Susan Lape

Position title: Solmsen Fellow (2010-2011)

Classics, University of Southern California

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The Life of Demosthenes: Biography, History, and Democratic Culture

The biography of Demosthenes, (384-322 BCE), the most famous Athenian orator and democratic politician of fourth-century Athens, is inextricably linked to the history of Athenian democratic culture. In part, this is because Demosthenes orchestrated some of the most significant events of the proverbially interesting times in which he lived. Cheated out of his inheritance, Demosthenes made a stunning forensic debut by winning a lawsuit against one of his corrupt guardians, a powerful older cousin who endeavored to squash the lawsuit and hide the stolen assets. With his against the odds victory, Demosthenes made a name for himself as a speechwriter and within a few years segued into a political career. Demosthenes’ personal history -the looting of his estate by powerful older men – shaped his understanding of law, the courts, democracy, and even kinship, while predisposing him to view conflict as uneven contests of the weak against the strong, a tendency that informs his portrayal of Philip of Macedon as an inevitable threat to democracy and freedom. This study aims to shed light on the role of Demsothenes’ biography in the making of fourth-century history and in modern reconstructions of it.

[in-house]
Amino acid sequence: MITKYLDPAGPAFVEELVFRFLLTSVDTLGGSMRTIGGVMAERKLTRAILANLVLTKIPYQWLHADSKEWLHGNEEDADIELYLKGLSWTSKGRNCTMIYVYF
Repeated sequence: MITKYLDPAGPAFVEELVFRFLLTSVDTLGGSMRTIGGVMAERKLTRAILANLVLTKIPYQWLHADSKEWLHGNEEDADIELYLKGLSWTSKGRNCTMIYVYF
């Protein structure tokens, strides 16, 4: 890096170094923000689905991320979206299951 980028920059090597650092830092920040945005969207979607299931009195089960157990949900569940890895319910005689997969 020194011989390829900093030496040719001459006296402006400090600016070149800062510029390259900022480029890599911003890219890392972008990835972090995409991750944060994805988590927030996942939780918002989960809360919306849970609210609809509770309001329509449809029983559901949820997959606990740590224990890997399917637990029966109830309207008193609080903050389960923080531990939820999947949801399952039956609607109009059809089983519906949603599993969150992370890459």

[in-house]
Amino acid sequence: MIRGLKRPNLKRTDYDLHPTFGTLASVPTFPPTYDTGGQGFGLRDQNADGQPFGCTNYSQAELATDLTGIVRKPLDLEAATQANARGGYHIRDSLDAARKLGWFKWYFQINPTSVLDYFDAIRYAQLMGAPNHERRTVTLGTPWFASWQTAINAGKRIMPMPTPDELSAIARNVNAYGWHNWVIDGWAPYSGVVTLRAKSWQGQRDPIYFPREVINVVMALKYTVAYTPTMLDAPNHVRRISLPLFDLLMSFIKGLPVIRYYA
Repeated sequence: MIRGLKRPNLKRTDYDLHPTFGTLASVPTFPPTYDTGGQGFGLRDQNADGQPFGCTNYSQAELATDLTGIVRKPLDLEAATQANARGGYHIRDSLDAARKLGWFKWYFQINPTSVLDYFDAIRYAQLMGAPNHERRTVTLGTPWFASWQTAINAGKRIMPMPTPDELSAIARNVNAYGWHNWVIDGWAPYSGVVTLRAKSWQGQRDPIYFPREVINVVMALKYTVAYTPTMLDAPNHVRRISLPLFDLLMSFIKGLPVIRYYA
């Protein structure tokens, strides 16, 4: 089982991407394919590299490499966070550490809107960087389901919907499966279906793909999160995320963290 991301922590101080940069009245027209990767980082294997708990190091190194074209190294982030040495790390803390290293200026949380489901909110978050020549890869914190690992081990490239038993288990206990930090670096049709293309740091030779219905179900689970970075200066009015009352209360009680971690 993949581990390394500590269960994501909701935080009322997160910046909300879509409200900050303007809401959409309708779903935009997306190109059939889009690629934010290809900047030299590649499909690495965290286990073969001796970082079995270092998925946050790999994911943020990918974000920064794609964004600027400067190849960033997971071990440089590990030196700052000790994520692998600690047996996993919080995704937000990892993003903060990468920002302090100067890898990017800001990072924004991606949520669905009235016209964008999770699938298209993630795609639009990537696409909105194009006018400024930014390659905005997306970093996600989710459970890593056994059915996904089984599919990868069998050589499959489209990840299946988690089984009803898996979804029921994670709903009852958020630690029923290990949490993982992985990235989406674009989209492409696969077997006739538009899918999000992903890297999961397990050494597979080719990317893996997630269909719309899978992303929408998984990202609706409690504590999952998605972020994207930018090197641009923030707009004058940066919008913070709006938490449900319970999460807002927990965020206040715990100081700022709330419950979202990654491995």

Susan Lape is an Associate Professor of Classics at the University of Southern California. Her research interests include ancient drama, law, and cultural history. She is the author of Reproducing Athens: Menander’s Comedy, Democratic Culture, and the Hellenistic City, (2004), and Race and Citizen Identity in the Classical Athenian Democracy (2010). Lape has received a Junior Faculty Fellowship from the American Council of Learned Studies, a Laurance S. Rockefeller Visiting Fellowship from the University Center for Human Values, Princeton University, a Junior Faculty Fellowship from the Society of Scholars, Walter Chapin Simpson Center for the Humanities, University of Washington and the Solmsen Fellowship at the Institute for Research in the Humanities, University of Wisconsin.